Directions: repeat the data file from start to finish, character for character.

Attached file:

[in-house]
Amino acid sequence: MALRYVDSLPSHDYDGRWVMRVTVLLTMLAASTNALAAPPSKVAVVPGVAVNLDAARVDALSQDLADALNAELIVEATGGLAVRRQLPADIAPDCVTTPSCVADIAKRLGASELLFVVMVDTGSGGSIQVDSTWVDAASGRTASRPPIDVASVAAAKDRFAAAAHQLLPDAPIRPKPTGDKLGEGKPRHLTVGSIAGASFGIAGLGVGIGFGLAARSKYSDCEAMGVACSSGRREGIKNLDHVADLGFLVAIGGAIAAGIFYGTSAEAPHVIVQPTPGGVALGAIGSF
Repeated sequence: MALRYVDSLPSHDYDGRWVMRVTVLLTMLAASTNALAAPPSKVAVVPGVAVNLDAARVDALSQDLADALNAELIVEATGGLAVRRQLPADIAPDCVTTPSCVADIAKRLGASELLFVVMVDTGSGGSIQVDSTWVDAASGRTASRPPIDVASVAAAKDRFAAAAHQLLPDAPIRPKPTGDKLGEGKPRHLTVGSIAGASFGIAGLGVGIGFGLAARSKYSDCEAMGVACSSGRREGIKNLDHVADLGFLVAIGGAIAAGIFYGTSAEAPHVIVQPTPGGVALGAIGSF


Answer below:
[in-house]
Amino acid sequence: MALRYVDSLPSHDYDGRWVMRVTVLLTMLAASTNALAAPPSKVAVVPGVAVNLDAARVDALSQDLADALNAELIVEATGGLAVRRQLPADIAPDCVTTPSCVADIAKRLGASELLFVVMVDTGSGGSIQVDSTWVDAASGRTASRPPIDVASVAAAKDRFAAAAHQLLPDAPIRPKPTGDKLGEGKPRHLTVGSIAGASFGIAGLGVGIGFGLAARSKYSDCEAMGVACSSGRREGIKNLDHVADLGFLVAIGGAIAAGIFYGTSAEAPHVIVQPTPGGVALGAIGSF
Repeated sequence: MALRYVDSLPSHDYDGRWVMRVTVLLTMLAASTNALAAPPSKVAVVPGVAVNLDAARVDALSQDLADALNAELIVEATGGLAVRRQLPADIAPDCVTTPSCVADIAKRLGASELLFVVMVDTGSGGSIQVDSTWVDAASGRTASRPPIDVASVAAAKDRFAAAAHQLLPDAPIRPKPTGDKLGEGKPRHLTVGSIAGASFGIAGLGVGIGFGLAARSKYSDCEAMGVACSSGRREGIKNLDHVADLGFLVAIGGAIAAGIFYGTSAEAPHVIVQPTPGGVALGAIGSF